Photo courtesy of the National Reconnaissance Office
Executive Order 13526, “Classified National Security Information” and its two predecessors established specific, time-based declassification requirements for all national security agencies. Despite these identical mandates, a Government-wide approach to declassification remains elusive. Separate agency declassification programs evolved into a segmented declassification system where each agency reviewed its information and attempted to identify any classified information created by other agencies. Agencies are required to perform the same tasks, such as completing automatic, systematic, and mandatory declassification reviews, yet their design and implementation of these requirements are disintegrated and lack interoperability, resulting in inefficient inter-agency coordination.. The declassification system has become increasingly inefficient and complex. Accordingly, the public has become increasingly frustrated and confused by what it encounters when trying to navigate the labyrinth of agency programs.
Declassification performs a service crucial to democratic society, informing citizens and promoting responsible dialogue between the public and Government. There are significant policy benefits from declassification that can aid national security decisions and diplomacy. Declassification is a valuable information sharing tool, particularly when information holders must partner with stakeholders outside the intelligence and defense communities. Information may be the newest and most important policy tool of the modern era, with declassification during operations offering a strategic advantage. Public release not only makes policymakers accountable for their decisions and actions; it also affords agencies the opportunity to correct misinformation in the public domain and bolster their position in current debates.
One of the main recommendations found in the Board’s 2008 Report to the President on Improving Declassification included the recommendation of creating a center dedicated to declassification. The center would focus not only on processing the huge paper backlog of records at the National Archives, but would also work to improve the declassification system across government to make it more efficient and effective for users. The result of this recommendation was the establishment of the National Declassification Center, which has accomplished a great deal in tackling the immense 366 million page backlog of records. However, many documents still await declassification review. The NDC’s efforts are often stymied by the needlessly redundant and burdensome referral process, as well as the refusal by agencies to appropriately manage risk.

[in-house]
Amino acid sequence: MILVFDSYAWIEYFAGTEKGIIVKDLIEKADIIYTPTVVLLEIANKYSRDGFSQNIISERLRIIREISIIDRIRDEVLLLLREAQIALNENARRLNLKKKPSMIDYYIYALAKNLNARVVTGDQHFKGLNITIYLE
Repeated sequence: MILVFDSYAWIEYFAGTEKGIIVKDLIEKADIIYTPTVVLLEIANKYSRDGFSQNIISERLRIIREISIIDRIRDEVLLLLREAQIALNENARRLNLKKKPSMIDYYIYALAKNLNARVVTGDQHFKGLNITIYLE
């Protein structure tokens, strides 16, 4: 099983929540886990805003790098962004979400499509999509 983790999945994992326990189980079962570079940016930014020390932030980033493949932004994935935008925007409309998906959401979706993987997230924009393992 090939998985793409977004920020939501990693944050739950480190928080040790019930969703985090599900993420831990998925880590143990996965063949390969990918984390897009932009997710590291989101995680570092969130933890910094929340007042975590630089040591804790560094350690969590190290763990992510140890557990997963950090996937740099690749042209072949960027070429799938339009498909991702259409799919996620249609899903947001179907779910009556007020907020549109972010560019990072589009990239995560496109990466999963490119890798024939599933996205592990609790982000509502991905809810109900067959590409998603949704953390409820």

For these reasons, the Board recommends the President bolster the authority and capacity of the National Declassification Center with specific measures to advance a government-wide declassification strategy.
Specifically, Executive Order 13526 should be amended to eliminate the additional three years now permitted for review of multiple agency equities in all archival records (including those stored outside the NDC). The requirement of agencies to share declassification guidance with other classifying agencies and the NDC should be strengthened. Retention of agency declassification authority should be contingent upon sharing agency guidance. The President should direct Agencies to consult the NDC before prioritizing their records for declassification and transfer to the National Archives. The Interagency National Declassification Center Advisory Panel (NAP) should have representation from the public, including representation from the Government Openness advocacy community. An inter-agency effort to develop new declassification review processes should be coordinated by the NDC and be based on a risk management approach.
Without dramatic improvement in the declassification process, the rate at which classified records are being created will drive an exponential growth in the archival backlog of classified records awaiting declassification, and public access to the nation’s history will deteriorate further. It is am imperative that the NDC continue its leading role in working with agencies and the public to collaboratively look for new technological solutions, rooted in updated policies and practices, that tackle the growing volumes of information, particularly digital information, that await declassification review.
Photograph courtesy of the National Archives